This summer, 116 first-year University of Arizona law students will head into the field to practice the skills they learned during their first year of law school.
For about a decade, the UA's James E. Rogers College of Law has actively encouraged first-year students to start honing their skills in the workplace immediately following their initial year of classes. While many law schools across the country wait until after students' second year to steer them toward summer legal work, the UA recognizes the importance of getting law students real-world experience as early as possible.
"When first-year law students get legal experience in the summer, the whole nature of law school changes," said Paula Nailon, assistant dean for career and professional development for the James E. Rogers College of Law. "The quicker they begin to see what was learned in the classroom applied to the legal environment, the better. It helps everything they learned fall into place."
The effort to get first-year students working has been highly successful, with about 96 percent of this year's class securing paid, for-credit, work study and volunteer positions across Arizona, the United States and even internationally.
Students work in a variety of capacities, interacting directly with lawyers, judges and other legal professionals in a wide range of areas. Some of this year's employers include: the U.S. Attorney's Office, the Arizona Secretary of State, the San Diego Padres, the Center for Biological Diversity, the Pascua Yaqui Tribe and a law firm in Mongolia, among many others.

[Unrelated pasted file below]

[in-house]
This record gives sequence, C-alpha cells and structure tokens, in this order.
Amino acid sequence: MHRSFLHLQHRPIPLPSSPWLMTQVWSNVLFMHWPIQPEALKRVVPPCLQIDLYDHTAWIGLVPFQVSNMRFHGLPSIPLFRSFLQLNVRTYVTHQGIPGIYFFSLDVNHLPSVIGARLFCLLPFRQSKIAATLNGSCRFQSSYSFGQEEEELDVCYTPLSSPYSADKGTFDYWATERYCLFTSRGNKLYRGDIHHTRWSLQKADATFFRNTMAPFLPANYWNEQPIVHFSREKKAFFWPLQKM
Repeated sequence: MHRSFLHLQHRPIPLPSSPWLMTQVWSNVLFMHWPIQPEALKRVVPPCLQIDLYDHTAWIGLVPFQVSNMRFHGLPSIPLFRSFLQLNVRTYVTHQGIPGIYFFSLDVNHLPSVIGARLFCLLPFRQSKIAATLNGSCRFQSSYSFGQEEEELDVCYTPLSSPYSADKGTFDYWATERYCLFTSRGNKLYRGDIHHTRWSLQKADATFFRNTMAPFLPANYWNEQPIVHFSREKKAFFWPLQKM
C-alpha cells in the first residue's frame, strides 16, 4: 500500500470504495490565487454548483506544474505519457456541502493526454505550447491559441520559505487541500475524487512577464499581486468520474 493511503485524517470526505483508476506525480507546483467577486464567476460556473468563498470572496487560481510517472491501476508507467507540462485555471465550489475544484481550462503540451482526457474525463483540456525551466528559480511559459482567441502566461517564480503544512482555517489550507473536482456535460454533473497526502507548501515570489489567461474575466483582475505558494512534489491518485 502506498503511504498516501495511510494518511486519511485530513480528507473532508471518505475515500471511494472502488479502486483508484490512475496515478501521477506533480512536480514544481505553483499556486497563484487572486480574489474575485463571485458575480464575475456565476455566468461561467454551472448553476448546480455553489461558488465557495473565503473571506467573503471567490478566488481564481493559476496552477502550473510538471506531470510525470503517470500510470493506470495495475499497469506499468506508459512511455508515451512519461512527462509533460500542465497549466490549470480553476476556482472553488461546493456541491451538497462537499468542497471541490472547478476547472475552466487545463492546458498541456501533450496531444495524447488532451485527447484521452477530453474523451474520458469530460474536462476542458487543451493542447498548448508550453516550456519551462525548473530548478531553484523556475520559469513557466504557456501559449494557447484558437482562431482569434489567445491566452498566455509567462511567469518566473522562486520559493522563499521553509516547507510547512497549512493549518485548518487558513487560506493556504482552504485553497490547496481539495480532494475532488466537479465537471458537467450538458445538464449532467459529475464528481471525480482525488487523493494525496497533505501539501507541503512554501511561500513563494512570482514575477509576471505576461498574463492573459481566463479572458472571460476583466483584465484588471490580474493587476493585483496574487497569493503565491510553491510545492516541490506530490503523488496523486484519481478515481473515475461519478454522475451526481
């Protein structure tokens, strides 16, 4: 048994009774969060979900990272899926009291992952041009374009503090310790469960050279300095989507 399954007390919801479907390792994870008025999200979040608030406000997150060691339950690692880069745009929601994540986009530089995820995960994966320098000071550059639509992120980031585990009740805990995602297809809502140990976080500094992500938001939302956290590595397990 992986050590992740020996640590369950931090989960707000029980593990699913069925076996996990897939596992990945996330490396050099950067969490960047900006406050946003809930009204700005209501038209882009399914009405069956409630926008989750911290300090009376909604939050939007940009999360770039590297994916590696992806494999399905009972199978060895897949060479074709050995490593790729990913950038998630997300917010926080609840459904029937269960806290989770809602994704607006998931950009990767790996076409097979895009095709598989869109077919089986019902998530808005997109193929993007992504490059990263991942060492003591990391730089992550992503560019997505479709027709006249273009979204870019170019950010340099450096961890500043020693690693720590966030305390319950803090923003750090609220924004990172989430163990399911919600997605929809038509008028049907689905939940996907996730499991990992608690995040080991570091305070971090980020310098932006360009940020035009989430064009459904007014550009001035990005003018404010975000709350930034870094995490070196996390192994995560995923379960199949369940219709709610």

"The experience they will get is invaluable," Nailon said. "Even the very first day, they will be getting assignments and there will be an attorney or judge waiting to know what they think."
Nailon said students come back from their first-year summer jobs more confident and better prepared to interview for employment the following summer – a process that begins right away, in August of the students' second year.
The early job experience also can give students a better idea of the type of work they want to do when they graduate, so they can tailor the rest of their time in law school accordingly, Nailon said.
"Some students come back at the end of their first summer having discovered their future career path," she said. "Or they may decide to move in an entirely different direction. Either way, the experience has been valuable."
Arianne Kerr, a second-year law student, said her experience last summer working with the U.S. Department of Education's Office of Civil Rights in Denver helped give her perspective on the law school experience.
"The first year of law school is extremely challenging, and when you get into the workplace and see how things actually function, it all starts to make sense," said Kerr, who is preparing for a job this summer with the Southern Poverty Law Center in Miami. "I was treated like an attorney, and I got to take the lead on some investigations and see them from start to finish. I got a good, full-circle, holistic view of the process."
First-year law student Chase Velasquez is working this summer in the criminal division of the Pima County Attorney's Office, honing his skills in legal writing and research.
"It's busy. The first day I was assigned a motion that needed to be done in three hours. Every day, it's reading, writing and research," he said. "Being in a stressful environment and working fast, that's how we learn."
Velasquez, who hopes to one day work with Native American populations, said he appreciates the help and support he's received from the James E. Rogers College of Law's Career Development Office in sharpening his resume and securing real-world work experience.
"They gave a lot of guidance and have been very helpful."